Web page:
ST. LOUIS — Internet dating website Ashley Madison, which focused on facilitating discreet extramarital affairs, has agreed to a settlement of $11.2 million following a lawsuit filed in 2015 after many members had their personal information leaked online.
The settlement for the class-action suit is currently awaiting a final approval hearing, which is scheduled for November 20 in the U.S. District Court for the Eastern District of Missouri.
A 9.7 gigabyte data dump was leaked by hackers online in August 2015, providing account and login information for nearly 32 million users. The hack made national headlines spurring websites to write instructional articles on how to search for loved ones and acquaintances within the data released.
The plaintiffs allege that Ashley Madison and its parent companies, Ruby Corp. and Ruby Lifeline Inc., did not provide proper security measures to consumers that aligned with the confidentiality that members had been promised.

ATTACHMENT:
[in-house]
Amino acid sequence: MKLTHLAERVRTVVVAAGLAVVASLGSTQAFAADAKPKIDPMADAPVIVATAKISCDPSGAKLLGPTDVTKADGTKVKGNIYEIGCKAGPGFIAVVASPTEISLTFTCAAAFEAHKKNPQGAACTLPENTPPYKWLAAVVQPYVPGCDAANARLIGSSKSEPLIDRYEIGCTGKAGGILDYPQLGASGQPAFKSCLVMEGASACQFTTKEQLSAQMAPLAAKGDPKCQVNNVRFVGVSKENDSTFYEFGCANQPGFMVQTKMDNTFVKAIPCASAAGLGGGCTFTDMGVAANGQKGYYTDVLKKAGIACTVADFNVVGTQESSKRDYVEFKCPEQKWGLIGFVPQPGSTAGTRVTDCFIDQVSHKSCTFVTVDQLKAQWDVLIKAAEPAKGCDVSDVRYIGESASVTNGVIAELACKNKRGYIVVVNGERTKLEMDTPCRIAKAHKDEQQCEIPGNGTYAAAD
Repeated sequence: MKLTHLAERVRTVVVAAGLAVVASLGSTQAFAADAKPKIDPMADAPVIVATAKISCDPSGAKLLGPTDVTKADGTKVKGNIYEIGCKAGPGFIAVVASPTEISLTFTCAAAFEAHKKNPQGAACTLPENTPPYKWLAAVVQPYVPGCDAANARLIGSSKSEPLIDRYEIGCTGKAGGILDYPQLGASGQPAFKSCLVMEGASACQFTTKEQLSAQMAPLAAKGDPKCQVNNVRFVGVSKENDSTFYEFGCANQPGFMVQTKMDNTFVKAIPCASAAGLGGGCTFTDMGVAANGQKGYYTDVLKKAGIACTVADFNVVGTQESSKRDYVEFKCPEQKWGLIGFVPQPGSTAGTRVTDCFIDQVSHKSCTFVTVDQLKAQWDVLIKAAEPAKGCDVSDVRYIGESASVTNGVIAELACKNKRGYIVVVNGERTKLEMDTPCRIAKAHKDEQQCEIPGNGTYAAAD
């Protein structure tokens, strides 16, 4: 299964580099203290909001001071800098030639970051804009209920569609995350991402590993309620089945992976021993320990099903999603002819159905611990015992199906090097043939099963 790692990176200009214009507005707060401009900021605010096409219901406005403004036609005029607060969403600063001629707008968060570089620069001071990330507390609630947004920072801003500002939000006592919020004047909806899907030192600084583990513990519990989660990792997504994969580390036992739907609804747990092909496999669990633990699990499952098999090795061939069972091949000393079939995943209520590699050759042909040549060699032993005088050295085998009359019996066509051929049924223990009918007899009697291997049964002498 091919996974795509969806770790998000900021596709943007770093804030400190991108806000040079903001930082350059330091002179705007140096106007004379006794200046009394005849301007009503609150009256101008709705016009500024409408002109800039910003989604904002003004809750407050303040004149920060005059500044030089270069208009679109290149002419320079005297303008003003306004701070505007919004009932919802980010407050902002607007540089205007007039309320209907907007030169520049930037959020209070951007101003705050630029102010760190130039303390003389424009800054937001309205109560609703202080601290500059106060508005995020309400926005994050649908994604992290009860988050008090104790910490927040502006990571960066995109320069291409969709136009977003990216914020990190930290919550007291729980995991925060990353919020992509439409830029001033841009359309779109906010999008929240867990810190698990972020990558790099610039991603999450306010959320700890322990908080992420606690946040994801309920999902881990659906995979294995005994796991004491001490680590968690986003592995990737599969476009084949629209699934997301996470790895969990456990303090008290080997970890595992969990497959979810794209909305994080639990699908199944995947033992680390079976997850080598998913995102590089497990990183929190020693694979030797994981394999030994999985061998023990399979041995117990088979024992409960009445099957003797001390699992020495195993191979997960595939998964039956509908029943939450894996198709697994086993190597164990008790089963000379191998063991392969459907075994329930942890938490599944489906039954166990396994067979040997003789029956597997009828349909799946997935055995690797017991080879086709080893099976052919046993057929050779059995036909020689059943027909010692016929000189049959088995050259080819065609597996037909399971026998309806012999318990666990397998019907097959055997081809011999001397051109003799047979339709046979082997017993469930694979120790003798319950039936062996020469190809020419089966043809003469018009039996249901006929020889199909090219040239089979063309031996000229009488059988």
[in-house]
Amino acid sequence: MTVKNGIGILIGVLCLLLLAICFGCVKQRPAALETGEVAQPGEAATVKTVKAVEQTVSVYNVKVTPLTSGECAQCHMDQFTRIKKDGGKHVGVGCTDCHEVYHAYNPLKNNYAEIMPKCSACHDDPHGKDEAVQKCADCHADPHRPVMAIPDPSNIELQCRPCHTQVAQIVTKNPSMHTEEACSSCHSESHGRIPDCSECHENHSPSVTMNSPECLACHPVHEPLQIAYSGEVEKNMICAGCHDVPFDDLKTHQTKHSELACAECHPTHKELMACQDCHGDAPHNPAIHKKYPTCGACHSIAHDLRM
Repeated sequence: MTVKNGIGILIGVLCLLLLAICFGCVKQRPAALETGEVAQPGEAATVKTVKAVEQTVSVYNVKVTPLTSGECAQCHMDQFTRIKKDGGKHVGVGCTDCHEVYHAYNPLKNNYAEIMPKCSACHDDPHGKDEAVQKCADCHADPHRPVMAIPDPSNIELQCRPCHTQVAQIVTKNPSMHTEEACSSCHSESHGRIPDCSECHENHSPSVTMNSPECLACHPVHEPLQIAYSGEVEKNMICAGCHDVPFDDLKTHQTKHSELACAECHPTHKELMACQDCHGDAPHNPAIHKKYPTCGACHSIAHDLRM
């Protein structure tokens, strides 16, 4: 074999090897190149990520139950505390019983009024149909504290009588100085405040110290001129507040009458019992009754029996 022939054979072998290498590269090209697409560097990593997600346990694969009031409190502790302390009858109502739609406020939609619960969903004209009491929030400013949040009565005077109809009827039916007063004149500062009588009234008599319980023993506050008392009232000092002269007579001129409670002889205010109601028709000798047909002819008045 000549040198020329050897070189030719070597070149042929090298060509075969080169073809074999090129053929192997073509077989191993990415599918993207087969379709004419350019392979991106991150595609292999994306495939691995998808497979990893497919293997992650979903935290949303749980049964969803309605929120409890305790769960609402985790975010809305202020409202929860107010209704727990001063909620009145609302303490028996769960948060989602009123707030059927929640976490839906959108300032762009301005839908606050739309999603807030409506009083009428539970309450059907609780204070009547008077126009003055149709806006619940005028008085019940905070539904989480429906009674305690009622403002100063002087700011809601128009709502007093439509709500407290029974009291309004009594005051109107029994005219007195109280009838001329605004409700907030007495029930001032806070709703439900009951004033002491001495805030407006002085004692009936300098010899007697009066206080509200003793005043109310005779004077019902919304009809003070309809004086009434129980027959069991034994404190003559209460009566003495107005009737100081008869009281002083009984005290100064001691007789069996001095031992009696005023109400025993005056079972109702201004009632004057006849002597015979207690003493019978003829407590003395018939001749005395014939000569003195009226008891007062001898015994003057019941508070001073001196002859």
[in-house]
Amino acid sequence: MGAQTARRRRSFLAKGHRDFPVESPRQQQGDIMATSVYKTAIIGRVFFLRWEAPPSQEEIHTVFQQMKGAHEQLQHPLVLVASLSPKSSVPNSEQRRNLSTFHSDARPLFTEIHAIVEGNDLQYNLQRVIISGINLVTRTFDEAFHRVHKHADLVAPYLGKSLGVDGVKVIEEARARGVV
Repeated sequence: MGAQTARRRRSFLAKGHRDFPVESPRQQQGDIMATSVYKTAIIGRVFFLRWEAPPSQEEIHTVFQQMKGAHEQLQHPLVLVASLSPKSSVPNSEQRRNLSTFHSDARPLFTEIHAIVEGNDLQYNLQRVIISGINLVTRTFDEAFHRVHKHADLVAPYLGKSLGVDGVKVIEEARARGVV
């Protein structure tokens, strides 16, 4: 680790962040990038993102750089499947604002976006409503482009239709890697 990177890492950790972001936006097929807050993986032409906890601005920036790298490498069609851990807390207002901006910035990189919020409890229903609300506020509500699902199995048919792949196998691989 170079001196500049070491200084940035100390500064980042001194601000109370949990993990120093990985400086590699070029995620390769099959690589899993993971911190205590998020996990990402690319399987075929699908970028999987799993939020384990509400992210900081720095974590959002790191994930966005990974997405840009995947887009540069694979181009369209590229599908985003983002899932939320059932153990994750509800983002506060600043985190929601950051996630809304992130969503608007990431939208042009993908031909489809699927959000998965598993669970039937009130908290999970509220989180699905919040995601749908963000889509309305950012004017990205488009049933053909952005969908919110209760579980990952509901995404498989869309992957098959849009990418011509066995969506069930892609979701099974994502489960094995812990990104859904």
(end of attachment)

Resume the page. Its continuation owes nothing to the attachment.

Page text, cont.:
Credit card information for many of the users was included in the information dump, negating any hope of anonymity even if members had provided false information when signing up.
Additionally, the hacked information, which dates back to 2008, includes descriptions for what each user looked to gain from the website, often citing that they were looking for “bored” individuals.
The settlement was agreed upon by Ruby without acceptance of wrongdoing, but rather an understanding that a lengthy and uncertain court battle would make for an inconvenient and costly endeavor.
Though disseminating notice of the settlement is typically done via mail, the court ruled that a publication campaign to disseminate notice via Sports Illustrated and People Magazine as well as digital banner ads "is the best method of notice practicable under the circumstances" given the nature of the website.